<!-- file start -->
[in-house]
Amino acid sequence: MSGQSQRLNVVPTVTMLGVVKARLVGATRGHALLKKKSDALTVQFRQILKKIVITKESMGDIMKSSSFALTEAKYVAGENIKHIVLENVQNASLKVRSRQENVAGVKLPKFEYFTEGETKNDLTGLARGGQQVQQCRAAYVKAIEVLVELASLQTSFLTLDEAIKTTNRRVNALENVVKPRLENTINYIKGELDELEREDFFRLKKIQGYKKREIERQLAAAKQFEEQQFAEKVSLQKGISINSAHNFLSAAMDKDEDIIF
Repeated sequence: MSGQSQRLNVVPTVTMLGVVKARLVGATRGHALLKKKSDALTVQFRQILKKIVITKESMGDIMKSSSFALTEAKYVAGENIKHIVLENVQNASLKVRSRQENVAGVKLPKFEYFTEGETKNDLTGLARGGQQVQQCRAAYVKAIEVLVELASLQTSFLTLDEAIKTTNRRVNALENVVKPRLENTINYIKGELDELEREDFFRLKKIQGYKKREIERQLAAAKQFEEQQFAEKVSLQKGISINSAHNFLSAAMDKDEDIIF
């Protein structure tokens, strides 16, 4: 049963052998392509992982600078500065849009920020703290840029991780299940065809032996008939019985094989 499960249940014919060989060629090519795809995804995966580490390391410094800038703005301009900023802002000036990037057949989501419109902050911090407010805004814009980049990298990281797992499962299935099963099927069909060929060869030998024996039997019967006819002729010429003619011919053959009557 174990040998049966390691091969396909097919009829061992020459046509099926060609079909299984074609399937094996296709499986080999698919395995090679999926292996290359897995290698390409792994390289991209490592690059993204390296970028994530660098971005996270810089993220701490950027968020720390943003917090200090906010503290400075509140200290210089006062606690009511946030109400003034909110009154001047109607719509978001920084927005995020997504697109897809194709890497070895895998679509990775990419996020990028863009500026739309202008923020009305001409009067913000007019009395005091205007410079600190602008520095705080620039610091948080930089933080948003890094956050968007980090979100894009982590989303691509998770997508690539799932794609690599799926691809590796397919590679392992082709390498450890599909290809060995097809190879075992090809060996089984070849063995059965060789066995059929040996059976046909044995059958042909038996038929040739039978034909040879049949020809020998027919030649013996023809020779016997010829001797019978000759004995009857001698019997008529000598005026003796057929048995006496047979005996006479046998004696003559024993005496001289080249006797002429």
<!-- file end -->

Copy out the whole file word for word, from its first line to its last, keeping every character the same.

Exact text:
[in-house]
Amino acid sequence: MSGQSQRLNVVPTVTMLGVVKARLVGATRGHALLKKKSDALTVQFRQILKKIVITKESMGDIMKSSSFALTEAKYVAGENIKHIVLENVQNASLKVRSRQENVAGVKLPKFEYFTEGETKNDLTGLARGGQQVQQCRAAYVKAIEVLVELASLQTSFLTLDEAIKTTNRRVNALENVVKPRLENTINYIKGELDELEREDFFRLKKIQGYKKREIERQLAAAKQFEEQQFAEKVSLQKGISINSAHNFLSAAMDKDEDIIF
Repeated sequence: MSGQSQRLNVVPTVTMLGVVKARLVGATRGHALLKKKSDALTVQFRQILKKIVITKESMGDIMKSSSFALTEAKYVAGENIKHIVLENVQNASLKVRSRQENVAGVKLPKFEYFTEGETKNDLTGLARGGQQVQQCRAAYVKAIEVLVELASLQTSFLTLDEAIKTTNRRVNALENVVKPRLENTINYIKGELDELEREDFFRLKKIQGYKKREIERQLAAAKQFEEQQFAEKVSLQKGISINSAHNFLSAAMDKDEDIIF
């Protein structure tokens, strides 16, 4: 049963052998392509992982600078500065849009920020703290840029991780299940065809032996008939019985094989 499960249940014919060989060629090519795809995804995966580490390391410094800038703005301009900023802002000036990037057949989501419109902050911090407010805004814009980049990298990281797992499962299935099963099927069909060929060869030998024996039997019967006819002729010429003619011919053959009557 174990040998049966390691091969396909097919009829061992020459046509099926060609079909299984074609399937094996296709499986080999698919395995090679999926292996290359897995290698390409792994390289991209490592690059993204390296970028994530660098971005996270810089993220701490950027968020720390943003917090200090906010503290400075509140200290210089006062606690009511946030109400003034909110009154001047109607719509978001920084927005995020997504697109897809194709890497070895895998679509990775990419996020990028863009500026739309202008923020009305001409009067913000007019009395005091205007410079600190602008520095705080620039610091948080930089933080948003890094956050968007980090979100894009982590989303691509998770997508690539799932794609690599799926691809590796397919590679392992082709390498450890599909290809060995097809190879075992090809060996089984070849063995059965060789066995059929040996059976046909044995059958042909038996038929040739039978034909040879049949020809020998027919030649013996023809020779016997010829001797019978000759004995009857001698019997008529000598005026003796057929048995006496047979005996006479046998004696003559024993005496001289080249006797002429």